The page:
'Leap of Faith': Ask for entertainment and ye shall receive . .


Brothers, now you listen right here, brothers, for I'm here to tell you about a miracle, yes I say a miracle in these stony times.

You of little faith, you know who you are, you smirkers, you reprobates, you sinners, yes I say sinners, I want to put this before you and see if you can scoff, see if those eyes, brothers, those doubting eyes of yours, see if they knit up in disbelief, see if you scoff, see if you snicker. For here it is brothers: a movie about a traveling evangelical roadshow that . . . isn't bad!!!

"Leap of Faith" stars Steve Martin as the Rev. Jonas Nightengale, and when the Rev gets revved, he's almost a miracle in himself. There's something in Martin's loosey-goosey body language, his rubber-boned, rubber-jointed lack of restraint that's infinitely appealing as he struts across the stage, doing the work of God (saving souls) and the work of man (removing wallets). He's a regular old miracle worker, and when he hauls a little old lady up on stage and feels the heat of God spiraling through his arms, he just can't help himself and he gives her such a jolt of energy that, by the powers, she gets up out of her wheelchair and . . . praise be, praise be! . . . walks! Thing is, the way she got to the show was, she walked. She'd been chairbound for all of three minutes.

These long sequences are syncopated almost like musical numbers by director Richard Pearce and they pop and jive, particularly when driven forward by blasts of gospel music ramrodded home by gospel great Edwin Hawkins -- the choir, by the way, is entirely too classy for the shady Jonas Nightengale. Anyway, Pearce loves to jab his camera around rhythmically, playing the professionalism of the miracle huckster against the frenzy of the believers in the audience, then cutting coldly backstage where Jonas' partner, Jane (Debra Winger), is running the show through closed-circuit TV cameras and a radio network, like a Secret Service unit secretly choreographing an inauguration. It's fascinating.

Only when the movie is offstage does it become somewhat tangled and uninteresting. It doesn't seem to be going anywhere (a few of the old chautauqua movies of the '50s -- notably "Elmer Gantry" and "The Rainmaker," both starring that great mesmerizer, Burt Lancaster -- seemed, at least in memory, more complete and dramatically dynamic).

The story lurches into motion when one of the vehicles in Nightengale's four-vehicle convoy blows a gasket on the interstate somewhere on the sun-soaked billiard table known as Kansas and the whole shebang must hole up in the town of Rustwater while they wait for a part to arrive. Four days? Where they gettin' it from, Venus? Whyn't they just try Trak Auto out at the mall? Anyway, Jonas decides to put on four nights of shows, and meanwhile interacts with various just plain folks in the sagging community, hit equally hard by drought and plant closings.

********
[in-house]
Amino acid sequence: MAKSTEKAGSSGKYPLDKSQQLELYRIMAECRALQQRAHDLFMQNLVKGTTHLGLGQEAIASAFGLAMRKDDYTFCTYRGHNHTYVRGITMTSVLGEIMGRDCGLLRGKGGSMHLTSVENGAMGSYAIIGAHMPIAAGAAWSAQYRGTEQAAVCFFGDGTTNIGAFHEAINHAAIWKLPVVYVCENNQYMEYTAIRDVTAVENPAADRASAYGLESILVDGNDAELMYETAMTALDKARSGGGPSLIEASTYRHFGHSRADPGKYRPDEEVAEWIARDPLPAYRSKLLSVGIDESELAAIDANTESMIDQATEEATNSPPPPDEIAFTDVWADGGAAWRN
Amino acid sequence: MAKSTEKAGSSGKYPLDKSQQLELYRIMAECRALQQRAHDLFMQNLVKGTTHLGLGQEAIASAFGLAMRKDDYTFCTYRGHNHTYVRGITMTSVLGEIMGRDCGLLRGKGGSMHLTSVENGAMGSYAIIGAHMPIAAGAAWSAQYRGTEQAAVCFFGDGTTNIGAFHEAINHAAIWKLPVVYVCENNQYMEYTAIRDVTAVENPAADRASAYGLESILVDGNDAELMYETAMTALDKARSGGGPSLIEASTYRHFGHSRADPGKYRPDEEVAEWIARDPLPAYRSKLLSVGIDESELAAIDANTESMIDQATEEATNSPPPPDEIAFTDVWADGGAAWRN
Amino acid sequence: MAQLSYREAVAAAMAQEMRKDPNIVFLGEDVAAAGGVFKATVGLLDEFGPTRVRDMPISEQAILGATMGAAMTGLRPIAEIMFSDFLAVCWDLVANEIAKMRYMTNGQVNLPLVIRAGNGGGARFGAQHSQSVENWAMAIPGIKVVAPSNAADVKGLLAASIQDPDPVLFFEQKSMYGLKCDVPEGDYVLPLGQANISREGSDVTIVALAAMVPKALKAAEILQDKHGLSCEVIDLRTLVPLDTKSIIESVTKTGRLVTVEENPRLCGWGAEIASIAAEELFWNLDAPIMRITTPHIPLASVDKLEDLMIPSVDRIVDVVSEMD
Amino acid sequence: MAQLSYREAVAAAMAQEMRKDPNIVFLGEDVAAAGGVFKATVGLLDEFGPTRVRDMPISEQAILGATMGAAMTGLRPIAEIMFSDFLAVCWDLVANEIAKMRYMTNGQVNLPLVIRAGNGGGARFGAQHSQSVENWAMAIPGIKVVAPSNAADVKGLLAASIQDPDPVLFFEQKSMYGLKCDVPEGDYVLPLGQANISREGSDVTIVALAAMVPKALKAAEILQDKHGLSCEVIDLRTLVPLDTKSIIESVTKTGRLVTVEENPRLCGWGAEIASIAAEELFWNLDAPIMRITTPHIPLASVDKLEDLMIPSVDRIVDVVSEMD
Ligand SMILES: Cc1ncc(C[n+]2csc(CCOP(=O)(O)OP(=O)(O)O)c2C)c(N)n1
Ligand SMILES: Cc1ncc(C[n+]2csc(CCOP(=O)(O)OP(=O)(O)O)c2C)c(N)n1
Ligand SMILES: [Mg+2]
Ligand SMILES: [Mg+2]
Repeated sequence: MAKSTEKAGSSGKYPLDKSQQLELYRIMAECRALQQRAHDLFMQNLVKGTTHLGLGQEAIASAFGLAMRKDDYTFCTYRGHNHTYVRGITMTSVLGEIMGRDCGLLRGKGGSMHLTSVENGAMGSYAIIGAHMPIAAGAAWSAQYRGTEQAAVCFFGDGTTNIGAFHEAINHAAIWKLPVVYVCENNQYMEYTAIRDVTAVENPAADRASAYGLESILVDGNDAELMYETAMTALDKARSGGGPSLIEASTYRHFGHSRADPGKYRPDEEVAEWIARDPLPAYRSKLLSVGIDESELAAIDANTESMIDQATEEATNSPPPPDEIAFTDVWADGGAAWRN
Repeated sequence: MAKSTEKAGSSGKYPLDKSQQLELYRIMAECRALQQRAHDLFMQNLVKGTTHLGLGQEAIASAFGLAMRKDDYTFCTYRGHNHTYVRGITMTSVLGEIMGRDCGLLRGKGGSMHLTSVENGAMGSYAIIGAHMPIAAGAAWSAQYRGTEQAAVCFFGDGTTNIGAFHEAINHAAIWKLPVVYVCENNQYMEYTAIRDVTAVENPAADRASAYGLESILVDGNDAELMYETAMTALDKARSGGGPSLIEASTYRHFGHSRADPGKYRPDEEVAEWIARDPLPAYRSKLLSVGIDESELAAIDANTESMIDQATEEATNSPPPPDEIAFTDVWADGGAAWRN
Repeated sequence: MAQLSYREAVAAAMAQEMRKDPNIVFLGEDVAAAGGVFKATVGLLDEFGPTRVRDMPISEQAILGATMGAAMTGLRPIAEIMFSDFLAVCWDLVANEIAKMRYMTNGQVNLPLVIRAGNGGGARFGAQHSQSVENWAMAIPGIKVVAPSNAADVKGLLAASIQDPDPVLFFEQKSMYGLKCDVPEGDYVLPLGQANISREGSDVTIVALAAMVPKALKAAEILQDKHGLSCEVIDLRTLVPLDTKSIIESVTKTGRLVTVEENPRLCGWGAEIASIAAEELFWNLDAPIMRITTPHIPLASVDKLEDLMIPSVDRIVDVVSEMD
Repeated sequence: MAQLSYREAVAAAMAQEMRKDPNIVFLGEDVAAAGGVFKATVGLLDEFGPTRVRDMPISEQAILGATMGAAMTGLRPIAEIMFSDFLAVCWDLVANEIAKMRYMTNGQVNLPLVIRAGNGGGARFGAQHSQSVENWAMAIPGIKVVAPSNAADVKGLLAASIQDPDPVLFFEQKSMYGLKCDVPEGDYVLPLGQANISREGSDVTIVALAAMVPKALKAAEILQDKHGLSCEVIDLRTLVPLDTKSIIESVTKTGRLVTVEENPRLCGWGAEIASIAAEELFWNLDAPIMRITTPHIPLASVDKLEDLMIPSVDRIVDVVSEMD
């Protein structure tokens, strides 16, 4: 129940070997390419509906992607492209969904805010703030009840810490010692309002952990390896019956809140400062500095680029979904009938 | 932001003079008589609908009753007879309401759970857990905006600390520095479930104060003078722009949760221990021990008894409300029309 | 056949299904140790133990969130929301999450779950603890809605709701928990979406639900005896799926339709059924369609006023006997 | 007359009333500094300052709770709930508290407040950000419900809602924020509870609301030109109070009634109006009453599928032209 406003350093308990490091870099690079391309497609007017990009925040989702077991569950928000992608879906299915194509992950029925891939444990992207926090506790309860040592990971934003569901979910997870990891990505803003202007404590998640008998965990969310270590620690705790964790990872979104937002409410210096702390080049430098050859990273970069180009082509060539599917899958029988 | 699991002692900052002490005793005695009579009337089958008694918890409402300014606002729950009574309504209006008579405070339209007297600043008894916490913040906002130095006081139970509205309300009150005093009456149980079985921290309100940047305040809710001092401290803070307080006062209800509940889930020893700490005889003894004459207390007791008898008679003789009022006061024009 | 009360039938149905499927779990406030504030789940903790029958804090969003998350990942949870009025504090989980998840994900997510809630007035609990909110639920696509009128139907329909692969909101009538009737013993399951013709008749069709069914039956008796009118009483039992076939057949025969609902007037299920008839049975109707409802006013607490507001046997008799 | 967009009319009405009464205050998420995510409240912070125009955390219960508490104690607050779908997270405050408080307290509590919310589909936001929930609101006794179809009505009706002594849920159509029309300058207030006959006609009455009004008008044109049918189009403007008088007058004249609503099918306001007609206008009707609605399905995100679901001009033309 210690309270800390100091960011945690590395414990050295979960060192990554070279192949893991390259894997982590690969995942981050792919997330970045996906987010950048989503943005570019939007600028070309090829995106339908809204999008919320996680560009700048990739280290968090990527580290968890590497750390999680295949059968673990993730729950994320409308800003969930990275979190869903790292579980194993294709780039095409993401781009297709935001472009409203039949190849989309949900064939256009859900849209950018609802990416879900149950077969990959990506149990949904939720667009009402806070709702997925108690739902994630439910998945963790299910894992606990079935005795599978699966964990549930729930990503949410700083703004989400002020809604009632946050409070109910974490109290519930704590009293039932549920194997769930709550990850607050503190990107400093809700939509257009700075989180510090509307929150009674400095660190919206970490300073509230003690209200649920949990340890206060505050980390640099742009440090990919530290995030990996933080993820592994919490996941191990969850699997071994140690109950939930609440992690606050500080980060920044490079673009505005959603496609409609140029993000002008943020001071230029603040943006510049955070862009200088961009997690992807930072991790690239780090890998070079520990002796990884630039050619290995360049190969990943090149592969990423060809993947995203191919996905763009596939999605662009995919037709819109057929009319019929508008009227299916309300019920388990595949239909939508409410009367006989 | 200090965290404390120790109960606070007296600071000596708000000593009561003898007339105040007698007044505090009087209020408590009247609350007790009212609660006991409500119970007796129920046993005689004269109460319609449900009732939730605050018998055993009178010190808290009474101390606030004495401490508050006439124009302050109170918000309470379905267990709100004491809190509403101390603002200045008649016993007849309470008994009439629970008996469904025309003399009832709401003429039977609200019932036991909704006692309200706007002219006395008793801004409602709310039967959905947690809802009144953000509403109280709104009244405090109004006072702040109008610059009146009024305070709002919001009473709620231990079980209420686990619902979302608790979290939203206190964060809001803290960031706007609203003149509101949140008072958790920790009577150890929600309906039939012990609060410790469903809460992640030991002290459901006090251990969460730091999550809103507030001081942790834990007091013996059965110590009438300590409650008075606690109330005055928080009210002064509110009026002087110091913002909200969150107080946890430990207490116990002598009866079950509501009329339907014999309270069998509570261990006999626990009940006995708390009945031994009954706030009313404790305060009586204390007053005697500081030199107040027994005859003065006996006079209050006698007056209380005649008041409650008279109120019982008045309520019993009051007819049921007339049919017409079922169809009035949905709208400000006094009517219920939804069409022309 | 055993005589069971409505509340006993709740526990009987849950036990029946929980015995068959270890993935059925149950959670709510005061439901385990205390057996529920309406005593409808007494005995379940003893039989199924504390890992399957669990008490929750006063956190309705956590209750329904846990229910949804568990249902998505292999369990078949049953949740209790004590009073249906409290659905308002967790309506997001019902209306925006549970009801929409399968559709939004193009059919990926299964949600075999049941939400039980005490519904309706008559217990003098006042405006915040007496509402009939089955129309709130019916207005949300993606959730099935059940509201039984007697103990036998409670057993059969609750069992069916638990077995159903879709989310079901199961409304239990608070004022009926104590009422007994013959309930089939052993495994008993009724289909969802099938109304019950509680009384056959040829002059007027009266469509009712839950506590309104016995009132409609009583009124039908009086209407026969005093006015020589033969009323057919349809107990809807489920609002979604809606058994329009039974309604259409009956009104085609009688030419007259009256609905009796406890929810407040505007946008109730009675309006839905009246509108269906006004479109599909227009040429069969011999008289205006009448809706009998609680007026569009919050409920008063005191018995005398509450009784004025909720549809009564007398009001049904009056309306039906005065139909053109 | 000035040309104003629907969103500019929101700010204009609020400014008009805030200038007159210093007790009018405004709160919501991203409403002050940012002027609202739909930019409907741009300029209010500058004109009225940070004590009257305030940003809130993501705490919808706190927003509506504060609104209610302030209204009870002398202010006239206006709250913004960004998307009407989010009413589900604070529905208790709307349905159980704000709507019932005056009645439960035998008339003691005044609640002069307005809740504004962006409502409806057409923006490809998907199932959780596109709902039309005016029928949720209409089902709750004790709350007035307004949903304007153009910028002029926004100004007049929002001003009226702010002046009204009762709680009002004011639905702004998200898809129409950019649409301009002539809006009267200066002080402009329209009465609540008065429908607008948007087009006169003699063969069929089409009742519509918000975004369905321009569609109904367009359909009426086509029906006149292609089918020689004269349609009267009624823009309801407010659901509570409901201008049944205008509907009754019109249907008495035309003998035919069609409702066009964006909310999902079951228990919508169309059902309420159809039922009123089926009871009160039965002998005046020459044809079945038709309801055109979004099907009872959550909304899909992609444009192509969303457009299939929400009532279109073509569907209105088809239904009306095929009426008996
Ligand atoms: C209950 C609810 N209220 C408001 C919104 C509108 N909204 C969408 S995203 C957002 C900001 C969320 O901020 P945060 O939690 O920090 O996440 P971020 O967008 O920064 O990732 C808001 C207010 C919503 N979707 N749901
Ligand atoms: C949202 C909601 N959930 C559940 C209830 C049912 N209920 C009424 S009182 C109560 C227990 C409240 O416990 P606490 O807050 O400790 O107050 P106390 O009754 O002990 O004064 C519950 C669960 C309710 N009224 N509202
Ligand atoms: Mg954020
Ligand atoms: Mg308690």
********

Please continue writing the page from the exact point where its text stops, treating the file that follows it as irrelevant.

He is attracted to the local waitress, played by Lolita Davidovich, and in one of those coincidences that always seems to happen in the darned old movies, she's the guardian of a younger brother (Lucas Haas) crippled in an auto accident and who yearns for a miracle. But she mistrusts Nightengale because her brother had his hopes --ed earlier by another miracle worker.

Meanwhile, poor Jane is falling in with the local sheriff, a doubting Thomas played by Liam Neeson. Neeson is a peculiar choice to play a small-town Kansas sheriff, with his lilting accent, hang-dog ways and radiant sensitivity. He's an Irish poet kind of Kansas sheriff, I suppose, and I kept wondering what he'd do if he ran into a mean-ass country bad guy? Quote Yeats? The whole Winger-Neeson thing just doesn't work. Her character, in particular, remains a mystery: She seems like a Vasser girl among the carny scum of miracle huckstering, and is never given background enough to suggest a rationale for her presence. She should be running a public TV station in Nebraska.

The fulcrum of the piece turns on the cynical Martin's encounter with the real thing. For reasons nobody can understand, one day, with great reluctance, he's forced to put his hands on somebody with a real crick in his leg, and the blast of bogus faith he unleashes has the same effect as the real thing: The lame boy walks. This is befuddling as all get out, and Martin's first impulse is to turn the miracle into a shrine to the sacred spirit of cash cows and milk all the bucks from it he can.

Alas, something in him has become profoundly turned by his exposure to the authentic; the movie's joke is that the final leap of faith is his own. Still, "Leap of Faith" doesn't end on a potent note. It just ends. Getting there has been all the fun.

'Leap of Faith'

Starring Steve Martin and Debra Winger.

Directed by Richard Pearce.

Released by Paramount.


** 1/2

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